MAKING A MOVE: Elisabeth Delegan (12) rushes out of reach of a defender. (Photo courtesy of Elisabeth Delegan )
MAKING A MOVE: Elisabeth Delegan (12) rushes out of reach of a defender.

Photo courtesy of Elisabeth Delegan

Student interest in nontraditional sports increases: Rugby

December 9, 2019

Rugby is the 9th most popular sport in the world, according to, with 475 million fans globally. American football, arguably the most popular sport around DGN, does not appear in the top ten worldwide. 

Senior Brady Moore plays rugby in the spring, but can also be found on the Trojan’s offensive line in the fall. Moore started playing rugby already having experience with football, so he was prepared for the high contact nature of the sport. Football didn’t prepare him, however, for rugby’s nonstop play. 

“Rugby never really stops. The play keeps going, whereas with football after each play you stop, you huddle up, and then you go back and do it again,” Moore said. “Rugby is continuous, and it’s much more tiring because you don’t get to leave the field.”

Another difference Moore noted was the types of injuries sustained during a rugby match.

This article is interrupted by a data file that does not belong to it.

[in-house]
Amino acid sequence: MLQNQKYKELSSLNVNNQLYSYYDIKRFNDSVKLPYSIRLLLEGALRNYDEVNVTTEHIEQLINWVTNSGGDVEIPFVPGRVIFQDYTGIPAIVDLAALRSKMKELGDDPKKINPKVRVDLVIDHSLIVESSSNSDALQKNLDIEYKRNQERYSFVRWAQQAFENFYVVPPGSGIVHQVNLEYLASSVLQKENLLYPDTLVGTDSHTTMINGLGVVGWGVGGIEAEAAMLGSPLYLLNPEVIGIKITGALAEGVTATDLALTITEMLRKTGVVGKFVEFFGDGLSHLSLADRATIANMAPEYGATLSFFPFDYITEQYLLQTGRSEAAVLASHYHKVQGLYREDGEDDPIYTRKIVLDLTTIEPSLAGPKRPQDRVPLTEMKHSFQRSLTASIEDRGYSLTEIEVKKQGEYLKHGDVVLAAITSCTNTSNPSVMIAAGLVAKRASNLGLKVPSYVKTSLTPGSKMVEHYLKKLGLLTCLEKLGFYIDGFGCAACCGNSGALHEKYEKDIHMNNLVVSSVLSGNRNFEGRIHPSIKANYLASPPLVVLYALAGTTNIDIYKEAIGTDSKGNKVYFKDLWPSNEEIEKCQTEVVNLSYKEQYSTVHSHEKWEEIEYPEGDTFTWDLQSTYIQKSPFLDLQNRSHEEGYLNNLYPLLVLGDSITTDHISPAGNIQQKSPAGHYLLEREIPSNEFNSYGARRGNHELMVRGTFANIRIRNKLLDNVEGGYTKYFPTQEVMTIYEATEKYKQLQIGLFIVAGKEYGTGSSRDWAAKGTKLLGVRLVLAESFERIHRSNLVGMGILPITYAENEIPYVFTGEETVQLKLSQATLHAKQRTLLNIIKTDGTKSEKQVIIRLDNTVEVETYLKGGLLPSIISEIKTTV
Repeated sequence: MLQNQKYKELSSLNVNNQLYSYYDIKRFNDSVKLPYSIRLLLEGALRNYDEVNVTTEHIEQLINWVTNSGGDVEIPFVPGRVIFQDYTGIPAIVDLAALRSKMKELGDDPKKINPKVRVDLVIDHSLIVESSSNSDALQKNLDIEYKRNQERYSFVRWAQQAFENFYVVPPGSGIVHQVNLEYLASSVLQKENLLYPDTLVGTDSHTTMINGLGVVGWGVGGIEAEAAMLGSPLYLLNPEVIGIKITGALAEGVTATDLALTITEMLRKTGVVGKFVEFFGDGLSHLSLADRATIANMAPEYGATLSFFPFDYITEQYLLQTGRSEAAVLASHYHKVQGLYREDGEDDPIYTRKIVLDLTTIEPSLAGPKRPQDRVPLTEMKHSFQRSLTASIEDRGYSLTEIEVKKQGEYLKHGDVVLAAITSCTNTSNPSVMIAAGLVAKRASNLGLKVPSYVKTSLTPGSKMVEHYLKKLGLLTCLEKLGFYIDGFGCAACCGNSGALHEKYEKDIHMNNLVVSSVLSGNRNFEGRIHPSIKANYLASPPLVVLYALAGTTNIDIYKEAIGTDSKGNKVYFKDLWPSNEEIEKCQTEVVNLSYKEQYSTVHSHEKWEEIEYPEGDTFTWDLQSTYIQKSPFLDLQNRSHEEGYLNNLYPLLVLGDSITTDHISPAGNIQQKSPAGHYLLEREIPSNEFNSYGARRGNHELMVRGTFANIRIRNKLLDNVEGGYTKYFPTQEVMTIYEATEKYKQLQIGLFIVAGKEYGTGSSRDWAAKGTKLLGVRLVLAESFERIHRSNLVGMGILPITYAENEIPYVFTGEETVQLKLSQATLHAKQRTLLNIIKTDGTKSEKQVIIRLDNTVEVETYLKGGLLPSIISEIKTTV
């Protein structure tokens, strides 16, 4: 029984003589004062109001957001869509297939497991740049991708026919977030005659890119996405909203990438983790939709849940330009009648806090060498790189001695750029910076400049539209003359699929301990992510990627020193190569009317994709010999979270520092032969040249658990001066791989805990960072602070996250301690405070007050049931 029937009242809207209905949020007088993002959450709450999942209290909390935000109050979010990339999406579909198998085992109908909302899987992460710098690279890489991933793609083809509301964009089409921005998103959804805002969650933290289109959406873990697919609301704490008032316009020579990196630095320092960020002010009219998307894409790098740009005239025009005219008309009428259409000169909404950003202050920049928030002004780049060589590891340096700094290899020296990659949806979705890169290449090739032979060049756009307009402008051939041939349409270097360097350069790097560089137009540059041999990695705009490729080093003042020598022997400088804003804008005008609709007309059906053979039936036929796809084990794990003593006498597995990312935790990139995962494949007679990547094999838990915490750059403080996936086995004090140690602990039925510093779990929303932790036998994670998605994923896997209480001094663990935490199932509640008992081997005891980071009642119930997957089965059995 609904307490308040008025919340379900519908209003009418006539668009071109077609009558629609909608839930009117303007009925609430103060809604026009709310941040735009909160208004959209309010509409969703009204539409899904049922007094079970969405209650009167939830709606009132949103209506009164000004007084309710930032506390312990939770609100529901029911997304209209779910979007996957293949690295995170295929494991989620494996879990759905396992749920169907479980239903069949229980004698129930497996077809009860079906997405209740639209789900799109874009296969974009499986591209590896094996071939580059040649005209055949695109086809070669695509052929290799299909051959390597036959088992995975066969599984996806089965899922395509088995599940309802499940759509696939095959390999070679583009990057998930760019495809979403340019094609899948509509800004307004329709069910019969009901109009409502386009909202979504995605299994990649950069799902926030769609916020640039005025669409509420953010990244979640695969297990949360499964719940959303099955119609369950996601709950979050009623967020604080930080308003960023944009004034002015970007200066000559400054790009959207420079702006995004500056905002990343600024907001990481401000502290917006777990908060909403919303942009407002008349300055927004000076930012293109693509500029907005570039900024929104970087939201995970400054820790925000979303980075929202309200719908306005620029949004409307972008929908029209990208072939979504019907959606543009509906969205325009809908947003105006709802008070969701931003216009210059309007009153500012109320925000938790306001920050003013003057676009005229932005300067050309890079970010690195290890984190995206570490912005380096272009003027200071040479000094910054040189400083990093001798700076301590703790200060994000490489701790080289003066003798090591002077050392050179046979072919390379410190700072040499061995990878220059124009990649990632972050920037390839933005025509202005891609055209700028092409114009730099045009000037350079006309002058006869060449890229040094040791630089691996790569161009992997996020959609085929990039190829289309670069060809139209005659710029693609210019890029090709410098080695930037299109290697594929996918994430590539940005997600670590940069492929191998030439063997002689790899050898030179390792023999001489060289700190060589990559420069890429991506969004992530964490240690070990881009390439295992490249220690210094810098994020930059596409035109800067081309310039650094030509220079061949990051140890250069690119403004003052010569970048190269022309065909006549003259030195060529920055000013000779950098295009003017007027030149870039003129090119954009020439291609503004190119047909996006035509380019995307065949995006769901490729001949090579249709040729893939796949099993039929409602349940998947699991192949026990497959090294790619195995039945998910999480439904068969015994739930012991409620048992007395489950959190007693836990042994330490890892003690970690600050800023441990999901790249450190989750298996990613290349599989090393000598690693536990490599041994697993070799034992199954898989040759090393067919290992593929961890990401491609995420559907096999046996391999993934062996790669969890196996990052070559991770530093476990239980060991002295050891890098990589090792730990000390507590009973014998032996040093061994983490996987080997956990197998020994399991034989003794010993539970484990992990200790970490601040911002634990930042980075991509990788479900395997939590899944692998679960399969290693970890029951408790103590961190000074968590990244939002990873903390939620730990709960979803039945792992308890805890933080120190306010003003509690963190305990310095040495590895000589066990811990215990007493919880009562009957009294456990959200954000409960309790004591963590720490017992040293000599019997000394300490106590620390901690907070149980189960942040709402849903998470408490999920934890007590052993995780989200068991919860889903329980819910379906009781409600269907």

“In rugby, you’re more likely to break a bone or dislocate a shoulder or something like that because you’re tackling without shoulder pads. But there’s not as many head injuries in rugby as there are in football, because in football you hit head to head on like every play,” Moore said. 

Moore also enjoys the international element of the sport, which he notices in the sounds of the game.

“In rugby [having an accent is] a lot more common because most of the good rugby players do not come from America, so a lot of the coaches of different teams will have an accent, and the best players have an accent,” Moore said.

Senior Elisabeth Delegan started playing rugby last year. Her experience was almost the opposite of Moore’s. Having played basketball and soccer, she was prepared to run, but the contact aspect was new.

“I was already used to all the cardio that was done in both soccer and basketball and now rugby because that was a main part of the game,” Delegan said, “ Rugby was almost a mix between the two sports that I just had to try to get used to and then learn the rules.”

Delegan caught on quick, claiming a state champion title in her first year playing the sport. 

“We didn’t even think that we would make it alive after the second game, let alone go all the way to being state champs at the end of the season,” Delegan said. 

PE department chair Courtney White started playing rugby in college and hasn’t put it down since. He found a community of teammates unlike anything he had experienced before. 

“I’ve played basketball, I’ve played football, I’ve played baseball. The comradery in it was cool, but rugby has this international fraternity, if you will, of comradery,” White said. 

Rugby isn’t going anywhere soon. According to, it’s among the top five fastest growing sports in the United States. White can understand why.

 “It’s one of those things that just keeps bringing you back,” White said.

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